Book Review The Music of Bees by Eileen Garvin

    Reading Wednesday

    Eileen Garvins debut novel captivated me from the very first page. Here is my book review The Music of Bees by Eileen Garvin.

    Life is a rollercoaster even during the best of times. But during the worst of times, it often seems like the hits just keep coming. And that is the case for the three main characters in this beautiful and uplifting novel.

    First we meet Alice, a beekeeper in Hood River Oregon prone to panic attacks. She has endured the loss of her husband, her parents and the orchard she grew up on. She is a loaner who finds interacting with people stressful, and so has created “Alice Island” where she lives a nearly solitary beekeeper life. That is until the day she hits a boy in a wheelchair with her truck.

    Here we meet Jake. A teenage paraplegic, whose bad decision showing off for a girl has put him in a wheelchair for life. His future is bleak as he navigates being stuck in the chair, in his childhood home with his loving but timid mom and bully father, and in a life with few options. That is until Alice nearly runs him over with her truck.

    Then we meet Harry. A twenty-something year old, recently out of jail for playing a role in a crazy prank. Harry is a drift and comes to Hood River to live with his elderly and poverty stricken uncle in a dilapidated trailer in the woods. That is until the uncle passes away and Harry takes a job helping with the bees.

    These three become unlikely friends, and even family, as they each navigate their individual grief and loneliness, together overcoming adversity, harassment, fear, and broken hearts.

    It’s a beautiful story that includes fascinating insight into beekeeping as well as potential environmental chemical issues in today’s society. A great debut novel by local Oregon author. I hope you enjoyed my book review The Music of Bees by Eileen Garvin.

    *****Five Stars for The Music of Bees by Eileen Garvin

    Learn more about beekeeping here.

    See last weeks review of Where the Forest Meets the Stars

    My current read America’s First Daughter

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    Reading Wednesday

    Book Review Where the Forest Meets the Stars by Glendy Vanderah

    Reading Wednesday

    In her debut novel, Vanderah creates a story of life’s most difficult trials, many unimaginable to most of us. But her characters and their difficulties will pull the reader into this story, even when it sometimes feels raw and violent and a bit unbelievable. Here is my book review Where the Forest Meets the Stars by Glendy Vanderah.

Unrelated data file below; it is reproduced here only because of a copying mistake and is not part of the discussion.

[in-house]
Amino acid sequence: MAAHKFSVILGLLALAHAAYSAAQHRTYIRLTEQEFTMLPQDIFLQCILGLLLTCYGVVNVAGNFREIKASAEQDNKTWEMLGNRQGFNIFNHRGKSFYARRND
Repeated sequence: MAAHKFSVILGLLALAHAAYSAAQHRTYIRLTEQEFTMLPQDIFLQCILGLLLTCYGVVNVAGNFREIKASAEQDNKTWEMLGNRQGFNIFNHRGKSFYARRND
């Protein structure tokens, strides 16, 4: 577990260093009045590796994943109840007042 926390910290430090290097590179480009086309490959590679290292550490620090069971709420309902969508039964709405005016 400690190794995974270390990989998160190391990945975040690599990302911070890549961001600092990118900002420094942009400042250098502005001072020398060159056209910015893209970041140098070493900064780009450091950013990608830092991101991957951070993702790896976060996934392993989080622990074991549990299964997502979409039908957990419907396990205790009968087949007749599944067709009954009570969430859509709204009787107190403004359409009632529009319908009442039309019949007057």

Jo Teale is an ornithologist trying to finish her Phd after taking two years off to deal with both the death of her mother and her own breast cancer. Determined to get back on track to what she loves after such a heart wrenching couple of years, JoAnna moves to a cabin in the woods to study nesting birds in rural Illinois.

    The peaceful, idyllic life, combined with hard work, is just the therapy Jo needs, until a tiny pajama clad and barefoot little girl shows up claiming to be from another planet. She calls herself Ursa.

    Jo can’t shake the little girl, who comes back each day, and so she begins to research missing children, calls the sheriff and enlists the help of her reclusive and mysterious neighbor Gabe. But slowly Gabe and Jo begin to realize what a special child Ursa is, brilliant in fact, and the three begin to live happily together after a few weeks… neglecting the missing child websites.

    Until a very violent act, dangerous perpetrators and the truth catch up with Ursa and her newly adopted friends. Who will survive the battery of gunfire and can this story possibly have a happy ending? I hope you enjoyed by book review Where the Forest Meets the Stars by Glendy Vanderah.

    ****Four stars for Where the Forest Meets the Stars by Glendy Vanderah

    Read last week’s review of The Lions of Fifth Avenue

    My current read The Music of Bees

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    Reading Wednesday

    Book Review The Lions of Fifth Avenue by Fiona Davis

    Reading Wednesday

    My second time reading Fiona Davis. Several years ago I read The Dollhouse, like The Lions of Fifth Avenue a historical novel based in New York City. The Lions of Fifth Avenue also is similar in that it runs two parallel timelines; New York in 1913 and New York in 1993. Here is my book review The Lions of Fifth Avenue by Fiona Davis.

    Two protagonists share the spotlight in this novel. Laura Lyon, wife of the New York Public Library superintendent in 1913, and Sadie Donovan, her granddaughter. Sadie is a curator at the New York Public Library in 1993.

    Sadie knows little about her grandmother, only that later in her life she became a well-known writer whose works have recently come back into fashion. Much of Laura’s life has been hidden from Sadie and she doesn’t know that Laura was part of a radical, all female club in Greenwich Village – a place for women’s rights, suffrage, birth control and lesbians. A place where women felt comfortable to be themselves – and Laura found her purpose and love of her life.

    When rare books begin disappearing from the high-security research library, Sadie becomes a suspect and she has to work fast to clear her name. With the help of a local detective, Sadie will embark on a dangerous game of cat and mouse to save the library, her reputation and learn the long hidden truth and tragedy of her own family tree. I hope you enjoyed my book review The Lions of Fifth Avenue by Fiona Davis.

    ****Four stars for The Lions of Fifth Avenue by Fiona Davis

    Read last week’s review of Hamnet

    My current read The Wife Upstairs